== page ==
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Plastic-eating corals make reefs especially vulnerable to pollution

"Marine plastic pollution is a global problem," said Dr. Mia Hoogenboom.

By
Brooks Hays
Corals of Australia's Great Barrier Reef. Photo by Wagsy/Shutterstock
Corals of Australia's Great Barrier Reef. Photo by Wagsy/Shutterstock

CAIRNS, Australia, Feb. 24 (UPI) -- Researchers studying the Great Barrier Reef have found that corals there don't discriminate between real prey like plankton and faux food like microplastics.

This undiscerning approach to feeding, researchers say, makes such corals especially vulnerable to pollution. The coral's stomach can potentially fill with the indigestible plastics and perish.

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Researchers confirmed the corals propensity for consuming plastic particles after putting coral samples in contaminated water.

"Corals get energy from photosynthesis by symbiotic algae living within their tissues, but they also feed on a variety of other food including zooplankton, sediment and other microscopic organisms that live in seawater," lead study author Nora Hall, a researcher at James Cook University Masters in Australia, explained in a press release.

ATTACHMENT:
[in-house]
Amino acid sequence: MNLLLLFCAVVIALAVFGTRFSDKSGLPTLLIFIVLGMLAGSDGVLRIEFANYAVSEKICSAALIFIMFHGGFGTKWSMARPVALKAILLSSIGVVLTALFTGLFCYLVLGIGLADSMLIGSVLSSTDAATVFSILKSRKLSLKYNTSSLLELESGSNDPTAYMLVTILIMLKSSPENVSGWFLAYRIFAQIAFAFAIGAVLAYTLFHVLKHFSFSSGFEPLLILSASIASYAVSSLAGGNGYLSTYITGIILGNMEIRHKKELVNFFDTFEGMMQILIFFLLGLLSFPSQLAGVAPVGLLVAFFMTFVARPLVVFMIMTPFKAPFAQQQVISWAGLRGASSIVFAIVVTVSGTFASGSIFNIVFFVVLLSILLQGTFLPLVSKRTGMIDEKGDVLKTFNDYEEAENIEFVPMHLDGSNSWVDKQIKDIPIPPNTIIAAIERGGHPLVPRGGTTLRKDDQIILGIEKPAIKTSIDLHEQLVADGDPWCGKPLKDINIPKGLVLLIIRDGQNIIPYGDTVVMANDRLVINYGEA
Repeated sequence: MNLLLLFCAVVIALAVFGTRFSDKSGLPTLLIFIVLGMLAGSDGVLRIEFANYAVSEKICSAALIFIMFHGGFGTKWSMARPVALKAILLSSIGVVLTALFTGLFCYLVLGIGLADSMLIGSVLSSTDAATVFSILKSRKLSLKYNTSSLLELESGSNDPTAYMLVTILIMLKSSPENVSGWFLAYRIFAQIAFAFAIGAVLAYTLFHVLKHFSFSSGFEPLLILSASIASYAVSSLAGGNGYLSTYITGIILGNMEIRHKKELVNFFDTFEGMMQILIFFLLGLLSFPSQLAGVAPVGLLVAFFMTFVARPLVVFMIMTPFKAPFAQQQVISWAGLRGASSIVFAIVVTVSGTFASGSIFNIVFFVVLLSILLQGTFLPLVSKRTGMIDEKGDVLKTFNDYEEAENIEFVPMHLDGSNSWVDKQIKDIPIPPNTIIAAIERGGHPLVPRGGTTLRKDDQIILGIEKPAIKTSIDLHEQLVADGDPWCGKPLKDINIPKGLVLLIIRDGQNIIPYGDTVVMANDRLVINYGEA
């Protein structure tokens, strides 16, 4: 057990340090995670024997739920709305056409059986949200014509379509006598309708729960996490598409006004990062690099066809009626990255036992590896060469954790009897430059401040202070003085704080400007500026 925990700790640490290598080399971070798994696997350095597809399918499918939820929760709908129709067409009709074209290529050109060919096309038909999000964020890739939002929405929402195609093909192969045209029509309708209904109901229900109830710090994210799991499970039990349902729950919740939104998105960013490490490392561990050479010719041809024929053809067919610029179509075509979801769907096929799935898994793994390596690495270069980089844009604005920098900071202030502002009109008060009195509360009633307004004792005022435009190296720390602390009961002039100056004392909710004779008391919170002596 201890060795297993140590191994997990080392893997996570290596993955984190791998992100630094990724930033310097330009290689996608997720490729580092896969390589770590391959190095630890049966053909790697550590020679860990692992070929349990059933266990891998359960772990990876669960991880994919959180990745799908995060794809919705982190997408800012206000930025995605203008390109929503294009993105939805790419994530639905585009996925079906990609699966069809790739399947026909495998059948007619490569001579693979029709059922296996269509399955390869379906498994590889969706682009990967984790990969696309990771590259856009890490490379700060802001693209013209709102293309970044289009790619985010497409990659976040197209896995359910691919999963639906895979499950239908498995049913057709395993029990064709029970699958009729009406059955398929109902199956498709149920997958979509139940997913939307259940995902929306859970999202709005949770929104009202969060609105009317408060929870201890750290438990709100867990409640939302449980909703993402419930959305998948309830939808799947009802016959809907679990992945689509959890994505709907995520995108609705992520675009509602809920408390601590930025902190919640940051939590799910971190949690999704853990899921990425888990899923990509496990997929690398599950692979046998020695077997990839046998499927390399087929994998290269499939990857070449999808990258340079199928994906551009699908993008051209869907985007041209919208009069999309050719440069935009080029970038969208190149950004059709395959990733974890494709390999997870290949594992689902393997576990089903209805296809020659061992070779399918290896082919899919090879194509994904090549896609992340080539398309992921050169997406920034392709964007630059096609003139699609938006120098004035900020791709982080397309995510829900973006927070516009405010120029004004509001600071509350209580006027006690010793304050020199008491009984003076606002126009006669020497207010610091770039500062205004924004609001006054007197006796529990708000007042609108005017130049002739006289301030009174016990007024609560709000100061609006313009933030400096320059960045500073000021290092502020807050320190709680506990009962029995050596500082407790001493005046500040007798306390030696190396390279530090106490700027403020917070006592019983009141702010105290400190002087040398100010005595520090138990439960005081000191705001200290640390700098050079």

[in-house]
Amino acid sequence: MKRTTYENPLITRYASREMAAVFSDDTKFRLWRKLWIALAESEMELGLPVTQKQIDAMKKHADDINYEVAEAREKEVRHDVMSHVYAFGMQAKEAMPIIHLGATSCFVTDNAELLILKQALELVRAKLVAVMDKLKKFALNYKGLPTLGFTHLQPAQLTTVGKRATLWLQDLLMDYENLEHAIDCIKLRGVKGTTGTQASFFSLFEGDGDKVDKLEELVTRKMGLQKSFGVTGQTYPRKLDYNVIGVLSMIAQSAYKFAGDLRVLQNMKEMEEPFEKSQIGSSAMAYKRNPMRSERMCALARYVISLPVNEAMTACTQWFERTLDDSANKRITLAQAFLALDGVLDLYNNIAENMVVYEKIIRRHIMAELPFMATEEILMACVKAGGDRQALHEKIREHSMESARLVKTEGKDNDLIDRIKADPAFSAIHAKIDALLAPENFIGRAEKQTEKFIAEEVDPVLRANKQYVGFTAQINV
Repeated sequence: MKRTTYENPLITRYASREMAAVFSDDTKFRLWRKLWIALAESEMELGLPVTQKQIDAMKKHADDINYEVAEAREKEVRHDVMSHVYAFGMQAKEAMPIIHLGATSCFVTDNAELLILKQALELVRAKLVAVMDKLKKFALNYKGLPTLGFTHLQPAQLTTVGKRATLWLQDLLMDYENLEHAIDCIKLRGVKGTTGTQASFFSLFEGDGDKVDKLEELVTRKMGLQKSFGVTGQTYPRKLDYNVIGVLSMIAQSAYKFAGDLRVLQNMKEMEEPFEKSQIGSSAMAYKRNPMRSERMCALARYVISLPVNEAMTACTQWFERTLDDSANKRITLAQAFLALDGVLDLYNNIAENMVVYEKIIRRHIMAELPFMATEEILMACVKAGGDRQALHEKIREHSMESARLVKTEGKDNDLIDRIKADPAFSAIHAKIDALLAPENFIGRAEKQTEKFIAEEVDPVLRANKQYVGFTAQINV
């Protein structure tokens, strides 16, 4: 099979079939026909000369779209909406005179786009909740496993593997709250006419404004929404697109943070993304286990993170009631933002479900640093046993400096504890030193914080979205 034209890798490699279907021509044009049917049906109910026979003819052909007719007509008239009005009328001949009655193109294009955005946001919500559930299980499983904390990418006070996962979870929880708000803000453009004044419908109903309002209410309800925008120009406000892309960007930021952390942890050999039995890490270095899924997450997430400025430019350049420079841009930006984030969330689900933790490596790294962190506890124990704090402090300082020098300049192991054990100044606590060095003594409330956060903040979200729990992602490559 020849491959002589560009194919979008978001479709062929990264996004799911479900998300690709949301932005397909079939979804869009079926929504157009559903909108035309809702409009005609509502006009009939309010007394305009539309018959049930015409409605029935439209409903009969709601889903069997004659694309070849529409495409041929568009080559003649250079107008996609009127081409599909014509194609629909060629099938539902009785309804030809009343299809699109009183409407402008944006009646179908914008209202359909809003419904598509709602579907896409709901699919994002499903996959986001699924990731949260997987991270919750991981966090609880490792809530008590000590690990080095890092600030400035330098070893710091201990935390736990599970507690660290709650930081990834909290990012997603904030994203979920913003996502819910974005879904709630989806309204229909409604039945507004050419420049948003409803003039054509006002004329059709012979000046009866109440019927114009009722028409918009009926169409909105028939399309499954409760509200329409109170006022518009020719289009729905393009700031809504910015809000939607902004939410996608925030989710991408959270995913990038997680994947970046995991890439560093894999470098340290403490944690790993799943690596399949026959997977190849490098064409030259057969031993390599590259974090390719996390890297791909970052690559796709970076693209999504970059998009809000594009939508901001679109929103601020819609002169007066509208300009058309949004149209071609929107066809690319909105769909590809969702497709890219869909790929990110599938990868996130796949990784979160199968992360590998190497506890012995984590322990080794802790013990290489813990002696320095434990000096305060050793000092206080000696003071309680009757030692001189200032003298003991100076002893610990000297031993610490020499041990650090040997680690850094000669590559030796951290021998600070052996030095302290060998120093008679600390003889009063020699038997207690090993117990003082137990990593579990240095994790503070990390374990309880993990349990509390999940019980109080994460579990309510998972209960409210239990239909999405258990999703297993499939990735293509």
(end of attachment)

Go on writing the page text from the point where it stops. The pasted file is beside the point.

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"We found that the corals ate plastic at rates only slightly lower than their normal rate of feeding on marine plankton," Hall added.

When scientists cut open the plastic-eating coral to investigate, they found plastic particles entangled in digestive tissue. The findings suggest excessive plastic pollution could clog up the insides of coral species and prevent the organisms from digesting real food.

"Marine plastic pollution is a global problem and microplastics can have negative effects on the health of marine organisms," said Dr. Mia Hoogenboom, lead researcher at the ARC Center of Excellence for Coral Reef Studies at James Cook University.

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Hoogenboom, Hall and their colleagues are now looking to understand how plastics affect coral physiology. They are also trying to find out if other animals are consuming microplastics.

"We are also investigating whether fish on coral reefs eat plastics, and whether plastic consumption influences fish growth and survival." Hoogenboom said.

Research in the Great Lakes has shown that the plastic microbeads found in face wash and toothpaste eventually bypass water treatment plants and find their way into the stomachs of small fish. Scientists suggest the tiny plastic balls could easily make their way up the food chain and into the intestines of fish-eating humans.

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The new study on plastic-eating corals was published online this month in the journal Marine Biology.

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